The process for hormone treatment of gender reassignment ordinarily consists of two stages, namely:

  • stage 1 – the administration of puberty suppressant hormones to halt the child’s development of characteristics specific to the gender they were assigned at birth (the effects are reversible)
  • stage 2 – the administration of either oestrogen or testosterone to encourage the child’s development of characteristics specific to their preferred gender (the effects are irreversible without surgical intervention).

Provided that the parents, the child and any treating medical practitioner agrees that the child should commence stage 1 treatment, an Order of the Court in not necessarily required. Stage 1 treatment is considered to fall within the scope of parental responsibility. However, some government departments and medical institutions may still require an Order.

In relation to stage 2 treatment and due to the irreversible nature of the treatment, Court intervention is required. The following approach is undertaken by the Court in relation to its approach to stage 2 treatment:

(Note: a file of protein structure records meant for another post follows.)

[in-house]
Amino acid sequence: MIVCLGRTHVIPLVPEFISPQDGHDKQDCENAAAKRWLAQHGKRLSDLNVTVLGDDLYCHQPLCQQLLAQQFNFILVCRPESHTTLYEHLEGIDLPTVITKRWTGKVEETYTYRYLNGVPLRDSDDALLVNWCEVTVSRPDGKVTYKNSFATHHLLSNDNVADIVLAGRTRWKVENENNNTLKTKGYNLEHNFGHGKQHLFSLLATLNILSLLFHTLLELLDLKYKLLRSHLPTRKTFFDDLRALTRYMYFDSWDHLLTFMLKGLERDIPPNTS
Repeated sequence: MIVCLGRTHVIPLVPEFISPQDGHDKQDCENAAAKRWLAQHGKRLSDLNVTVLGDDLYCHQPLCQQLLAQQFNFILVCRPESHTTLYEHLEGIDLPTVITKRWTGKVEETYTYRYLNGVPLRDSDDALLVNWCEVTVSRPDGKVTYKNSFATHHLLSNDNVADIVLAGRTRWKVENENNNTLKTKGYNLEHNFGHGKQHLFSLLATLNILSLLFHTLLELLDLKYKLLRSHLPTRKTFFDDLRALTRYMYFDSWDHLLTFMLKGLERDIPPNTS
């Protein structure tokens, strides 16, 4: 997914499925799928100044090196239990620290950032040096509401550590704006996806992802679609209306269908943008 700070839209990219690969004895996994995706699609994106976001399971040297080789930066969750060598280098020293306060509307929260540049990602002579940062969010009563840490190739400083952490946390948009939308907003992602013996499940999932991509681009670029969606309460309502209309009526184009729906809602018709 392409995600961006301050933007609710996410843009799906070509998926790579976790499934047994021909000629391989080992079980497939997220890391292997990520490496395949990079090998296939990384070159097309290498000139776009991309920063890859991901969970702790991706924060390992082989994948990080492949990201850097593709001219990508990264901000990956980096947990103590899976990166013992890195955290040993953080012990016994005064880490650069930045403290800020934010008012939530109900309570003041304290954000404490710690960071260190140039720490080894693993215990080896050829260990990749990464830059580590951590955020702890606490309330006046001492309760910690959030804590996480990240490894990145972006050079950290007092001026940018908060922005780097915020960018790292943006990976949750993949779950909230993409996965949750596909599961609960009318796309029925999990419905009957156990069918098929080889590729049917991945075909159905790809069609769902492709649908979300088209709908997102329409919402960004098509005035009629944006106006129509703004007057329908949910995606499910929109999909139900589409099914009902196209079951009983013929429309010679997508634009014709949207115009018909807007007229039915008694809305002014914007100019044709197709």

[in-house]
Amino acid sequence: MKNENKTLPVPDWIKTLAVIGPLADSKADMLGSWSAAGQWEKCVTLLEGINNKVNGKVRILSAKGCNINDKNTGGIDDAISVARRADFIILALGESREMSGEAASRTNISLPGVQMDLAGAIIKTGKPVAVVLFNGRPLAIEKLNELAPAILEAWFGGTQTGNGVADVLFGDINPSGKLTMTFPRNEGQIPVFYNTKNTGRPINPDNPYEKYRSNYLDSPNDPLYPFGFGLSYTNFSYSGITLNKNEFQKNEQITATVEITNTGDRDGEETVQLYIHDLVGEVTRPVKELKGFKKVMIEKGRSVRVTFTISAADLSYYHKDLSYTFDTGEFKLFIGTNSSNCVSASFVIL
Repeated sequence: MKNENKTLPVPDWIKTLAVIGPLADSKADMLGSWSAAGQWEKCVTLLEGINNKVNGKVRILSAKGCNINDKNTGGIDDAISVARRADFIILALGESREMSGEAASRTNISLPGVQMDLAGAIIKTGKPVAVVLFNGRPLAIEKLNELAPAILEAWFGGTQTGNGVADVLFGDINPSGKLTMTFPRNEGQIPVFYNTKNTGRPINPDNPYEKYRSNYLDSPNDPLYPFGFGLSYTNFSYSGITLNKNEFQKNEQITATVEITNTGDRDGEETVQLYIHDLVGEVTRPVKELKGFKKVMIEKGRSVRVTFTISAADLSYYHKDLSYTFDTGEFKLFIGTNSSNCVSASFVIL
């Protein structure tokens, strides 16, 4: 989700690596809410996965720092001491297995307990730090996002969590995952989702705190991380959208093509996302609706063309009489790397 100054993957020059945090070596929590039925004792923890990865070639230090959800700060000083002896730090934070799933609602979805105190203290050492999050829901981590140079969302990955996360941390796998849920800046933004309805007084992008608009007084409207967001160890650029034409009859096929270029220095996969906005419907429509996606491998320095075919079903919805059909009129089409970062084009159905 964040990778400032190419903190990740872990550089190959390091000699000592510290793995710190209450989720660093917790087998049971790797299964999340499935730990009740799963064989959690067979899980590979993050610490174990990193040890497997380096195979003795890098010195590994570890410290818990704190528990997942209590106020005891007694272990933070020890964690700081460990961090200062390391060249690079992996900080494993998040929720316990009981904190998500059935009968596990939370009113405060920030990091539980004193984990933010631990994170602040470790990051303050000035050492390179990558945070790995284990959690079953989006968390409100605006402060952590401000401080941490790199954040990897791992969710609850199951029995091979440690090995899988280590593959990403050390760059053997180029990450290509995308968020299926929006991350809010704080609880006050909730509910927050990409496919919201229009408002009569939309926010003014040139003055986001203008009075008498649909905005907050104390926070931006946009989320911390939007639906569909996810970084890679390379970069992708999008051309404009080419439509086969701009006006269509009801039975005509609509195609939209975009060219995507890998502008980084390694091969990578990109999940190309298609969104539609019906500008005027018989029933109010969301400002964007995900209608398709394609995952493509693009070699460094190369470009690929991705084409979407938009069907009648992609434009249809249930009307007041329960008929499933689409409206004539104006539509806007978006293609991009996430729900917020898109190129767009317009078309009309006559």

• the Court will first determine whether a child is Gillick competent. A Gillick competent child has sufficient understanding and/or intelligence to enable him/her to fully understand the treatment proposed.
  • if the child is found Gillick competent, no order in relation to stage 2 treatment will be made. A Gillick competent child is able to provide his/her own informed consent to the stage 2 treatment.
  • if the child is found not to be Gillick competent, the parties will be required to seek an Order from the Court authorising the child to commence stage 2 treatment.

Ordinarily, in circumstances where a child is born with the anatomy of both a male and female gender, the Court will also be required to consider whether surgery is appropriate to remove the anatomy of the non-preferred gender.

If you are unsure as to whether medical treatment being sought on behalf of your child is a special medical procedure our experienced family lawyers can assist you.

Due to the complexity of the application required for the provision of special medical procedures for children, it is important to seek legal advice from a legal practitioner proficient in special medical procedure applications. The family law team at Marino Law holds the expertise required to assist you in all aspects of your application.